P – A-Z of Commoning and the New Forest

Pony catching

Pony catching. Most of the ponies out in the Forest are untamed, and not used to being handled, so it can be tricky to catch them if they need to be brought in. Some old commoners had special ways of catching ponies. They would hide a ‘ring rope’, or noose, in a narrow path between bushes, and then carefully stalk the pony to persuade it to go down the path and catch itself in the rope. ‘Colt hunting’ is another way of catching ponies, by following them on horseback and getting hold of them. It takes a lot of nerve and skill!


New Forest Point to PointPoint-to-point just means a horse race in most parts of the country, but the New Forest is one of the few places that has a ‘proper’ point-to-point, where riders race across open country taking any route they like between the starting point and the finishing point.

To make the job harder, the starting point is kept a secret until just before the race. The competitors turn up at a meeting place where they are weighed-in (the race is a handicap), then the starter leads them off through the Forest to the actual starting point. Some riders might have no idea where they are when the race begins, and the competitors can set-off in different directions. The races are usually held on Boxing Day. Today the organisers of the race are very concerned about the safety of the horses, riders and spectators. But not so long ago the riders didn’t even bother to wear hard hats.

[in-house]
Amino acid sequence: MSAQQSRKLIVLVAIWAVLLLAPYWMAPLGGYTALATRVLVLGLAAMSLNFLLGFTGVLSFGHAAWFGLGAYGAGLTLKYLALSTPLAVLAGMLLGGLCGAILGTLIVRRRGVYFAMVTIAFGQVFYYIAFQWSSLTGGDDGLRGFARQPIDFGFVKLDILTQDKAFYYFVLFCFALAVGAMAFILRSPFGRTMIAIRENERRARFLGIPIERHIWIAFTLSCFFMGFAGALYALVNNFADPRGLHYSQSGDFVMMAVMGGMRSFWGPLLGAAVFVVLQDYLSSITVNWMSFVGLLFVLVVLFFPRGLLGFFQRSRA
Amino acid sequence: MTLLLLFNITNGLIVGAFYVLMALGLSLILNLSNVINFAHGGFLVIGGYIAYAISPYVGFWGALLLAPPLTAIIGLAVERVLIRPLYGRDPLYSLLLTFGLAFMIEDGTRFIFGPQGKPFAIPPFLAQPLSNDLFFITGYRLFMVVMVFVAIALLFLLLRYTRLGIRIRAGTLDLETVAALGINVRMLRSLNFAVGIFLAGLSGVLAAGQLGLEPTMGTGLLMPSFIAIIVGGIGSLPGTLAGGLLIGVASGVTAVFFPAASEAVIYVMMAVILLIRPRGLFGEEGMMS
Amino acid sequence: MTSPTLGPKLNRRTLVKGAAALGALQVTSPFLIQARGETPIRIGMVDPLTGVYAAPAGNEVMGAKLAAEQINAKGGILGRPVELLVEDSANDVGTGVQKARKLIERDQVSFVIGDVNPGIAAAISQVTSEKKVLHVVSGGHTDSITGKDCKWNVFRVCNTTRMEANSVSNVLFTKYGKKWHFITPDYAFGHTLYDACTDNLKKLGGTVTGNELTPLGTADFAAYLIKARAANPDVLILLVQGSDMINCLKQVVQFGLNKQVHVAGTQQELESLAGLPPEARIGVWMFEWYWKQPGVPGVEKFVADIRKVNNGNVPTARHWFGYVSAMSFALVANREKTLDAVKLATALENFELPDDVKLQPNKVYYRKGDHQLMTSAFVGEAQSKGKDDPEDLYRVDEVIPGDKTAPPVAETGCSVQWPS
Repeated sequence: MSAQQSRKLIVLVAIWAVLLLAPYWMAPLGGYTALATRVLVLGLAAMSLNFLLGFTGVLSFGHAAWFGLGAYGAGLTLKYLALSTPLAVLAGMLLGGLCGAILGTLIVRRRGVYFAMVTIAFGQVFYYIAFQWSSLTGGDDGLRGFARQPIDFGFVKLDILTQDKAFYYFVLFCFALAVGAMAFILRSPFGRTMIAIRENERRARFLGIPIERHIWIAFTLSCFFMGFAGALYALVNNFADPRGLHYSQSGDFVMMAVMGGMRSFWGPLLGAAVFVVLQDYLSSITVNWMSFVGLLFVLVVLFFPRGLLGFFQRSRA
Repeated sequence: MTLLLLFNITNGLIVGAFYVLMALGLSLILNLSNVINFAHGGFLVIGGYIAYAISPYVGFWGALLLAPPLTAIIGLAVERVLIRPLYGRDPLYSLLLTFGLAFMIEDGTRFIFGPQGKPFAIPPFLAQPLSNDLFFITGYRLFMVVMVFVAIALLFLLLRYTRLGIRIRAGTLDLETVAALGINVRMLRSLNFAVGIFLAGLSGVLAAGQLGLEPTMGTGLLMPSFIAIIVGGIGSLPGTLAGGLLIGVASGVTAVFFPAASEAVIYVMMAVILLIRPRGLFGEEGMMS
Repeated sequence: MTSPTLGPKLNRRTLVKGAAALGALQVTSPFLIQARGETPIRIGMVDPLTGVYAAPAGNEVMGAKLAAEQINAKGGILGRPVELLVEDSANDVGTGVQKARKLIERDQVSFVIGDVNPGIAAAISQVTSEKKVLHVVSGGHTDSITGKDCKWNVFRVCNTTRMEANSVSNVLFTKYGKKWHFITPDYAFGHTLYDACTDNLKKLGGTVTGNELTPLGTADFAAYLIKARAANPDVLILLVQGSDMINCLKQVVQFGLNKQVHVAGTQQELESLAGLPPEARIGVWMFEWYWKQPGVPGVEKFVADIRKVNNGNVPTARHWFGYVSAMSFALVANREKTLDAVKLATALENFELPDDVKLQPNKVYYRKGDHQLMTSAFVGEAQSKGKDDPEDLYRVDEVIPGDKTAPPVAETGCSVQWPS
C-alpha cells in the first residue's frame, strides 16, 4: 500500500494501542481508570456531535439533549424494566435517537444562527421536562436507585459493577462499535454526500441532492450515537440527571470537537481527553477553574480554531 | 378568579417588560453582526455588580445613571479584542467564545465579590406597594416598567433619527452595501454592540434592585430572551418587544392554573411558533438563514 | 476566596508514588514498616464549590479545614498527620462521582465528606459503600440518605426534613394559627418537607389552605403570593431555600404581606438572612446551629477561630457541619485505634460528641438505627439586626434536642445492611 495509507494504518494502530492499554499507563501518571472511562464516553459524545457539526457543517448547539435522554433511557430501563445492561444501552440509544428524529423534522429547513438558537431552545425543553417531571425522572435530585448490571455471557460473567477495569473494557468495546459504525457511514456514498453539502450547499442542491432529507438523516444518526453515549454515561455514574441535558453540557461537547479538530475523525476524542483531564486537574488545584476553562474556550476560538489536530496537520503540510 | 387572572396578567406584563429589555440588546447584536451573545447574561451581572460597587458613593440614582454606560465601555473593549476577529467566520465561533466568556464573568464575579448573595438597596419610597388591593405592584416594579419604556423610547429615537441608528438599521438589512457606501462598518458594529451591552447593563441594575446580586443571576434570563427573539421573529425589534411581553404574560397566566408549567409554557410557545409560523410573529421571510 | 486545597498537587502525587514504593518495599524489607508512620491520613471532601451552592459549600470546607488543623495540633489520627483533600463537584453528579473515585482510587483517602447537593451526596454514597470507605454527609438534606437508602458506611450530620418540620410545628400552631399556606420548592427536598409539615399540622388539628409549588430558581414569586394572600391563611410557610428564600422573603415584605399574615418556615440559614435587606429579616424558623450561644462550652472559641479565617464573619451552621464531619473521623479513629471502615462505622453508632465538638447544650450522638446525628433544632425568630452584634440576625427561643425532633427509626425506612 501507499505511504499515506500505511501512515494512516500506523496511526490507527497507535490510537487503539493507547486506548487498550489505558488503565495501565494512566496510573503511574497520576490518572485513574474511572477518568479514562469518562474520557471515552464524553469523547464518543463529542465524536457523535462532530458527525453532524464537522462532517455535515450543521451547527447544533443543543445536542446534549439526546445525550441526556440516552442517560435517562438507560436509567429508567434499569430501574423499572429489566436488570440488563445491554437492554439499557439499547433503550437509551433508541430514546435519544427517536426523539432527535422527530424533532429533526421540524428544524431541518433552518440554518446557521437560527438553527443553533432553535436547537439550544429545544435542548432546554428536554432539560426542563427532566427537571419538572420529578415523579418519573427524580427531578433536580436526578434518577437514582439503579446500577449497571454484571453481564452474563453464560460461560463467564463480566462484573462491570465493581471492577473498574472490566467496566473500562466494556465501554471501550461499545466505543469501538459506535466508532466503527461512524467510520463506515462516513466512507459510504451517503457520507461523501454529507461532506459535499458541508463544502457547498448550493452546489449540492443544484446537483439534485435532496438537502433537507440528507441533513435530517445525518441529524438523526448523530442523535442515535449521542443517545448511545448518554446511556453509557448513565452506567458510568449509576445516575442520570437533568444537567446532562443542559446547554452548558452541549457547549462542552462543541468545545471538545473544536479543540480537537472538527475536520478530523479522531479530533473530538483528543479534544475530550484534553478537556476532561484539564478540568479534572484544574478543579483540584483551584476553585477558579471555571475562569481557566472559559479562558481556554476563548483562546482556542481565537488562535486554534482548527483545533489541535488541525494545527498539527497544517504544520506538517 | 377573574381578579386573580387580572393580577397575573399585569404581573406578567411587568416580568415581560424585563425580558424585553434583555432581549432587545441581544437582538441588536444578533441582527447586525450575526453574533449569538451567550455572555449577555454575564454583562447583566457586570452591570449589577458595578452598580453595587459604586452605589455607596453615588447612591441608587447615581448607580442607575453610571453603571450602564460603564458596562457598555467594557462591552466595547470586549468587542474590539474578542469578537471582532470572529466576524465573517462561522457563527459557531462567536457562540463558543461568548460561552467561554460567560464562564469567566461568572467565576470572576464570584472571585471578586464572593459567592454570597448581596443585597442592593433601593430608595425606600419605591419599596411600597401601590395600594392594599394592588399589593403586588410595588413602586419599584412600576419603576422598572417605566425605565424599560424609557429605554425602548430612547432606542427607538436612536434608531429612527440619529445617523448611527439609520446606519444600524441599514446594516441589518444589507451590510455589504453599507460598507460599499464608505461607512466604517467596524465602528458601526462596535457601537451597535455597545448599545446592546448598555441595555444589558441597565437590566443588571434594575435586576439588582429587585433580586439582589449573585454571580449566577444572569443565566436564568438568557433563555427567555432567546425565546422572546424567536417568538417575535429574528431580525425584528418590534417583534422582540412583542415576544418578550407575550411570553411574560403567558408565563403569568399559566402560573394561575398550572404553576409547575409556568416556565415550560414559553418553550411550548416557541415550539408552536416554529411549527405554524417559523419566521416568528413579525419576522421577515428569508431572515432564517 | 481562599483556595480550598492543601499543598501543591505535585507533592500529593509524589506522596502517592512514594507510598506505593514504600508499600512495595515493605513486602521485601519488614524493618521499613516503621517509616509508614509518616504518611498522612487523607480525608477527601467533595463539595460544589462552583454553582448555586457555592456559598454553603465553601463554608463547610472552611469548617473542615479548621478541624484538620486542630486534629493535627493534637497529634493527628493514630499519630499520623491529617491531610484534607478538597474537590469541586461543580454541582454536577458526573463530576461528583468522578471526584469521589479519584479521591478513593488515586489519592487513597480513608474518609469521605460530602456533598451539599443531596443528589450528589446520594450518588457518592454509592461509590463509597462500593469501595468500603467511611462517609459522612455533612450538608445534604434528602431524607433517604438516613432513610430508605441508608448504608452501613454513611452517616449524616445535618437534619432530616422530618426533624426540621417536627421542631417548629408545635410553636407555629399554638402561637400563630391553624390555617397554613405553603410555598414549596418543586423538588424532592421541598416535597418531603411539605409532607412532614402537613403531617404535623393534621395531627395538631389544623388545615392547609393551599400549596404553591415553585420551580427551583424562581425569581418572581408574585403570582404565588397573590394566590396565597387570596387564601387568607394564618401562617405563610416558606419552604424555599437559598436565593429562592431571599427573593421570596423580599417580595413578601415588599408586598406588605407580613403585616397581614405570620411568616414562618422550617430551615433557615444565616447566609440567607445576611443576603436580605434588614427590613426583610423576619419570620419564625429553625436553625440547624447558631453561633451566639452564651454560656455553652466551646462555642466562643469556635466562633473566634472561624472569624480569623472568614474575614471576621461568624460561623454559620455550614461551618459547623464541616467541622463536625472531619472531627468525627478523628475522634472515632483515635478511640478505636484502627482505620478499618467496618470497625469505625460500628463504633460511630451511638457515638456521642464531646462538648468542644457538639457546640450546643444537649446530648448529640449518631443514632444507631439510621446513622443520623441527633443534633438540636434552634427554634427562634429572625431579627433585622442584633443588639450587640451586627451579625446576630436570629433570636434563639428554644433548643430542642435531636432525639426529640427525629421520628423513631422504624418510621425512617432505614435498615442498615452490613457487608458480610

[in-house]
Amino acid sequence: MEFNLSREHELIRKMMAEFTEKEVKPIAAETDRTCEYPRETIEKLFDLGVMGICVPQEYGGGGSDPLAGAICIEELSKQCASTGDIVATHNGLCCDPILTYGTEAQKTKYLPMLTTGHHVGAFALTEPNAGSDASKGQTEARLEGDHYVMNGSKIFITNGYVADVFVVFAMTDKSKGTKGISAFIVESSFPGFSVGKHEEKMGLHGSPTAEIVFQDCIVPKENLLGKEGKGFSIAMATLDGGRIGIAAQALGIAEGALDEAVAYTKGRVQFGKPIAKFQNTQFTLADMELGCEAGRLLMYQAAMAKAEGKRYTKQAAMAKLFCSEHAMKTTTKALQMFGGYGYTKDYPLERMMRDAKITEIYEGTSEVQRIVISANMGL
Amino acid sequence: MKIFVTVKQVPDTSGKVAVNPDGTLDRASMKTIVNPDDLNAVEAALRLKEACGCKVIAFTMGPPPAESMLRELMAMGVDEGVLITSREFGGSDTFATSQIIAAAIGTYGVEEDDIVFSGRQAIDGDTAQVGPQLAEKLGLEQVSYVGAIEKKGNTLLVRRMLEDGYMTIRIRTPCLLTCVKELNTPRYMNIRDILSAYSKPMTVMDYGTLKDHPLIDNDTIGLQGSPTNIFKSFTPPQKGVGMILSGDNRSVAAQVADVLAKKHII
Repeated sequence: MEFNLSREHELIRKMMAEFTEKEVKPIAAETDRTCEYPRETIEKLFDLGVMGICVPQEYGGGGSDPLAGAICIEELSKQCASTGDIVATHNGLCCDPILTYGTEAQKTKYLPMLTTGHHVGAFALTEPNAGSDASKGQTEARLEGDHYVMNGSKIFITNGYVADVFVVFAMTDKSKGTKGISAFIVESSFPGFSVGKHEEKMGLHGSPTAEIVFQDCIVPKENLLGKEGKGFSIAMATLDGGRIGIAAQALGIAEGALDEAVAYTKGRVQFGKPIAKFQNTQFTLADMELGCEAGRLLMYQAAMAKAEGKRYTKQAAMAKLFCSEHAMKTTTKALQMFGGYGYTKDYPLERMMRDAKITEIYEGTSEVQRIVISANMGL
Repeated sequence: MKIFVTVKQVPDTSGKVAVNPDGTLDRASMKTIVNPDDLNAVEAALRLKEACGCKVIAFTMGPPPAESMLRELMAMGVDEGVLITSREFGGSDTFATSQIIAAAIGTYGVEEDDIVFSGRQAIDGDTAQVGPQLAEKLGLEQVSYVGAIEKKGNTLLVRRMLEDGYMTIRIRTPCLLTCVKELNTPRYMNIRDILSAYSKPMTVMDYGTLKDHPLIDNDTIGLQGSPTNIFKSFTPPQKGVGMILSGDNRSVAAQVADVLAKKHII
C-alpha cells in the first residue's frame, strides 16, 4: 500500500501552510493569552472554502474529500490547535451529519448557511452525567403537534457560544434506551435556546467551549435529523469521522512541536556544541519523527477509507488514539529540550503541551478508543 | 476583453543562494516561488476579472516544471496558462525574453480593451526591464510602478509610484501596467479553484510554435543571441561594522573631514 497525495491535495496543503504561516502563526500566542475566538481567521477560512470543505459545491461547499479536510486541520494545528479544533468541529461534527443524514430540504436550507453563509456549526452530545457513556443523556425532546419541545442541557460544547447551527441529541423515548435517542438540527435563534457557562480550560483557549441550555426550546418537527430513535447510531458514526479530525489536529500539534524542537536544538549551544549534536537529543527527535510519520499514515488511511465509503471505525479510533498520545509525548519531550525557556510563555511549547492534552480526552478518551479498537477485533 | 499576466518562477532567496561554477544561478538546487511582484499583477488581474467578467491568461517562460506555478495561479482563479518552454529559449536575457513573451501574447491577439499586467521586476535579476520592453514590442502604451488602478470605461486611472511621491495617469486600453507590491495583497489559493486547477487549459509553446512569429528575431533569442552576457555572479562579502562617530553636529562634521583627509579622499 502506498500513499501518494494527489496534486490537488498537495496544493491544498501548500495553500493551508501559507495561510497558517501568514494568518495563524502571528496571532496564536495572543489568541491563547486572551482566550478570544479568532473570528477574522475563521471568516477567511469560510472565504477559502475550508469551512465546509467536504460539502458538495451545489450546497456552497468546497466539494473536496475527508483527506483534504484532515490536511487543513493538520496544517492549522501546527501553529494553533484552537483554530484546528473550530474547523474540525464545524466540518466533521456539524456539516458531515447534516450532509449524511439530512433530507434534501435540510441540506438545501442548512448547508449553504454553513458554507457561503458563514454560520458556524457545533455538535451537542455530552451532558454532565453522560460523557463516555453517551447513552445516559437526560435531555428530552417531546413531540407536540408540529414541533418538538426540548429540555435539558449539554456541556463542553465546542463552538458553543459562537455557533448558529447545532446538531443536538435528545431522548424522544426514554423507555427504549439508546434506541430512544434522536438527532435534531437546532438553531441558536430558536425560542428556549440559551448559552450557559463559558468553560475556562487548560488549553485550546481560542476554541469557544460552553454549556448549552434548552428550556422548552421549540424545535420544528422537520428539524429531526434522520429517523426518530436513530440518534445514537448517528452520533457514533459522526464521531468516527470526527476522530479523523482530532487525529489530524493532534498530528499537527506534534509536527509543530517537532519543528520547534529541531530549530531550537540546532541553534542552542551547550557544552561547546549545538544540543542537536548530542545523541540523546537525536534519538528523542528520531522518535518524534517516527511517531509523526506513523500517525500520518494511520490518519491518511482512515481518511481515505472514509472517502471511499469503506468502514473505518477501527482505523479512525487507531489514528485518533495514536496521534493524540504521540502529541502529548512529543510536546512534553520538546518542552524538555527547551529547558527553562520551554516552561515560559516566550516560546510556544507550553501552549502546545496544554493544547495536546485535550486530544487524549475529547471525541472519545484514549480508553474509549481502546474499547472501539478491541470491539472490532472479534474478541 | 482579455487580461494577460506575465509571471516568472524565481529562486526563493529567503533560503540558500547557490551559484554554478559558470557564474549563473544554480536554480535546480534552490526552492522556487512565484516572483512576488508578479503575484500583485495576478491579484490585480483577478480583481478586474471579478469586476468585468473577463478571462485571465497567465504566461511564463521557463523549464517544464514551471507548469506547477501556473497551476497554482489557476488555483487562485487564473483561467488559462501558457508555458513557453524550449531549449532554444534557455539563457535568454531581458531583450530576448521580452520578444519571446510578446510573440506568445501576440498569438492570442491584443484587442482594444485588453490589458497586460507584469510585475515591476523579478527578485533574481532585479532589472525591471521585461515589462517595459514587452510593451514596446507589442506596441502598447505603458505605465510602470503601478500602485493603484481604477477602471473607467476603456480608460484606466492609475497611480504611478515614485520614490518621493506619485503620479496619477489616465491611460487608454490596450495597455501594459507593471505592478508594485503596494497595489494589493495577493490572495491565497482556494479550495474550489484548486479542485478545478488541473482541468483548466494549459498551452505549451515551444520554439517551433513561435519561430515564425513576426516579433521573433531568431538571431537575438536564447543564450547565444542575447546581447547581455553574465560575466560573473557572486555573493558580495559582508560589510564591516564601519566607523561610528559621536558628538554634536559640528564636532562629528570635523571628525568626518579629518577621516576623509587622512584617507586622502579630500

pannagePannage is the common right to turn pigs out (the word pannage means the food that pigs can find on the ground in a forest, especially acorns and other fruit dropping from trees). The ‘pannage season’ is the time of year when pigs are allowed to live out in the Forest. The job of the pigs is to eat the acorns, which are poisonous to the other animals.

The dates of the pannage season are set by the Verderers (see V). Usually the pannage season runs from September to December, but the season can be extended if there’s a particularly heavy acorn crop.